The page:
The Conference of European Rabbis (CER) has been staging rallies and engaging in public relations activities in the Icelandic capital of Reykjavik recently, as well as at the European Parliament in Brussels, coming out against a bill proposed by Iceland to impose a prison sentence on any person circumcising their son. With the firm backing of the media in Iceland, the rabbis expressed for the first time cautious optimism regarding the thwarting the initiative they claimed violated religious freedom. President of the conference Rabbi Pinhas Goldschmidt warned that, "The Nazis enacted such a law in 1933 and we know how it ended," adding he thought the bill, which passed its first legislative reading two months ago, was "ill advised. This move is not only a violation of the basic human right to freedom of religion or belief, but a sign that people of Jewish or Muslim background are not welcome in Iceland," he added. Goldschmidt explained that a proposal by rabbis and Jewish organizations to adopt a model approved by the Council of Europe, in Germany and the UK—according to which ethical and medical standards will be anchored in regulation in order to enable the circumcision to be performed—has garnered much support from the public and the media. At the end of the conference, a communiqué was issued by the people and organizations that took part, calling on the Icelandic government and members of the country's parliament to immediately halt the proposal, which they claim violated the right of the child to belong to his family's religious tradition.

Native American Chief Visits Samaria: 'A Great Honor'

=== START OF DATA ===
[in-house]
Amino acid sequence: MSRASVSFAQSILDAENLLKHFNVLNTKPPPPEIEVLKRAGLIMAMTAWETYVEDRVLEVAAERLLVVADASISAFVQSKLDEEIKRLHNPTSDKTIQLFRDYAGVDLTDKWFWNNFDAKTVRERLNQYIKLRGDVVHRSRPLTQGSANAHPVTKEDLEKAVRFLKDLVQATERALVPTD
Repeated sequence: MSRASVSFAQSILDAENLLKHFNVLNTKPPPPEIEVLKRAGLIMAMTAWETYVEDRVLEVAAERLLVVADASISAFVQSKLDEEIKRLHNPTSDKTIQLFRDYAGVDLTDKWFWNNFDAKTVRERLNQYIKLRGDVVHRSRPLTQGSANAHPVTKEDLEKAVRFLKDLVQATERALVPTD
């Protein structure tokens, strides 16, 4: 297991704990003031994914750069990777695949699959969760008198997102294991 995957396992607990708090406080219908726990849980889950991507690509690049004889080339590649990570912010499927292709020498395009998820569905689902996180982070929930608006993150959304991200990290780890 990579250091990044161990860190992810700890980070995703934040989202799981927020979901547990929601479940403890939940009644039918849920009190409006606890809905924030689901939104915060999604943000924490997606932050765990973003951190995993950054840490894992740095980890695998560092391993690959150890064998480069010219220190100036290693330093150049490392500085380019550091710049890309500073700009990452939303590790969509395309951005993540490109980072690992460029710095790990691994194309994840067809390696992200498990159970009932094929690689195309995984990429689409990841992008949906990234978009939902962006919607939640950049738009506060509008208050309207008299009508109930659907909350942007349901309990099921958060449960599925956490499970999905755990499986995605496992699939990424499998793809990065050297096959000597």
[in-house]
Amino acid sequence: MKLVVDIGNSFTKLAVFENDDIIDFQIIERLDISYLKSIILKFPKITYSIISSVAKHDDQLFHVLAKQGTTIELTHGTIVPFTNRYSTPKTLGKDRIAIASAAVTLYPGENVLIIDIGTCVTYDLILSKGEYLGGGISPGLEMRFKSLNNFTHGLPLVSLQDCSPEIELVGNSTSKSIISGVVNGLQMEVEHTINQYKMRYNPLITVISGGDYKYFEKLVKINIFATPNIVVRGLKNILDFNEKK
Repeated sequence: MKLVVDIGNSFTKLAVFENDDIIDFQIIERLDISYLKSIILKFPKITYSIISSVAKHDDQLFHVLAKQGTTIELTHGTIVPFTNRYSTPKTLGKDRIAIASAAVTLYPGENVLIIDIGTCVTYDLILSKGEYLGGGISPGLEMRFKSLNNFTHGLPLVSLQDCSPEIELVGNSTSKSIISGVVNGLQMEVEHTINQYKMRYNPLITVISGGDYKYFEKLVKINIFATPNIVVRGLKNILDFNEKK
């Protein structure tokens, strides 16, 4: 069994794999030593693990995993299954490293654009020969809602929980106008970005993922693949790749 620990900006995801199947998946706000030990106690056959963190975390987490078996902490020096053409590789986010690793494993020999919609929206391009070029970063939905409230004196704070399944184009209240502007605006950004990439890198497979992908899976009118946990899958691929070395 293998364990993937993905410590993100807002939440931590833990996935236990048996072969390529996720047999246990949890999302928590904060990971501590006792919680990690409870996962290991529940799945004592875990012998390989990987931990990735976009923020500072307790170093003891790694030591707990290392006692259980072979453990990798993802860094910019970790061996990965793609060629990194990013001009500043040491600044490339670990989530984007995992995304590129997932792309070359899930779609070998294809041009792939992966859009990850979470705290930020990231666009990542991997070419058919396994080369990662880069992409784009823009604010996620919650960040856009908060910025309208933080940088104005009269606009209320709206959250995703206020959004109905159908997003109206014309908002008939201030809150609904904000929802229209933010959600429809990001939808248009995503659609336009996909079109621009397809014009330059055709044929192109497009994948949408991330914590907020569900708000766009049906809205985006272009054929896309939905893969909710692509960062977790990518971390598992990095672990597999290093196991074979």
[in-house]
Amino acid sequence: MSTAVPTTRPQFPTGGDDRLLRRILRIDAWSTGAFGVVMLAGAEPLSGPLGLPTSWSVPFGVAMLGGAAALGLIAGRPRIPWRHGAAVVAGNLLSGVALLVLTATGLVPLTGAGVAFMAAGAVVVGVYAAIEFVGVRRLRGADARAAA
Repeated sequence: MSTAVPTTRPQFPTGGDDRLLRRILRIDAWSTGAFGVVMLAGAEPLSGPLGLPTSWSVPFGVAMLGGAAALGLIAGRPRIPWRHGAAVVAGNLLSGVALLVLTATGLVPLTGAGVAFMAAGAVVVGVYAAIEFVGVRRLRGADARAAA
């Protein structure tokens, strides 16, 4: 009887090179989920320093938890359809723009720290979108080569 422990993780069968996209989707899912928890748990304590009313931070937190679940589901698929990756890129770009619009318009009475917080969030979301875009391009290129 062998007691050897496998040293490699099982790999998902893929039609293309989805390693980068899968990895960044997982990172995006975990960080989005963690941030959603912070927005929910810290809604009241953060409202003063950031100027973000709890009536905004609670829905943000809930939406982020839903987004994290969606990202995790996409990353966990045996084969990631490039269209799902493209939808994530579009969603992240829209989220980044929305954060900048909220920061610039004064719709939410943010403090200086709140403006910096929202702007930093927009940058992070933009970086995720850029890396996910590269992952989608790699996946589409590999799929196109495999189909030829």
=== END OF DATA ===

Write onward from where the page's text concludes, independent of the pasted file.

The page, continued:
The Native American Chief Joseph RiverWind and his wife, Laralyn arrived Sunday for a tour of Samaria. Chief RiverWind is the Peace Chief of the Arawak Taino Nation. The two, who came from the United States, visited factories in the Barkan industrial zone, took in the view from Har Bracha (Mount of Blessing) of Joseph's Tomb in Shechem (Nablus), and tasted local Samaria wines at the award-winning Har Bracha winery. In a meeting with the head of the Samaria Regional Council, Yossi Dagan, RiverWind revealed the warm feelings of the Native American community towards the State of Israel in general and Judea and Samaria in particular. He said that the story of the Jewish people and their return to their land is an inspiration for them and gives them hope for their own future. RiverWind said: "It is an honor for us to be here and to meet such wonderful people, the people of this land. Your story, the people of Israel, gives us a lot of hope. Your return to your language, your land, your return to your spirituality. For Native Americans this is an exciting success story. "We share a similar story. They took from us our language, our identity, our land, and here there is the story of returning to Israel. It is an honor for us to be in Samaria and to encourage people in America and overseas to support Israel, including Samaria, to speak against the BDS movement and to support any way to help Israel, we are doing what we can to stop the propaganda and the Israel. "The Arab occupation must be stopped and Samaria should be returned to the Jewish people as they have restored Jerusalem and the rest of the country to its owners." The two played and sang a traditional Native American song, which they wrote and composed especially for the celebrations marking the 70th anniversary of Israel's independence. Last week, the Seneca Nation, a Native American nation in New York State, celebrated "the 70th Anniversary of Israel's Independence." The proclamation stated that "the Seneca Nation and the State of Israel share in common a passion for freedom and a willingness to fight for and defend our sovereignty and our shared right to be a free and independent people."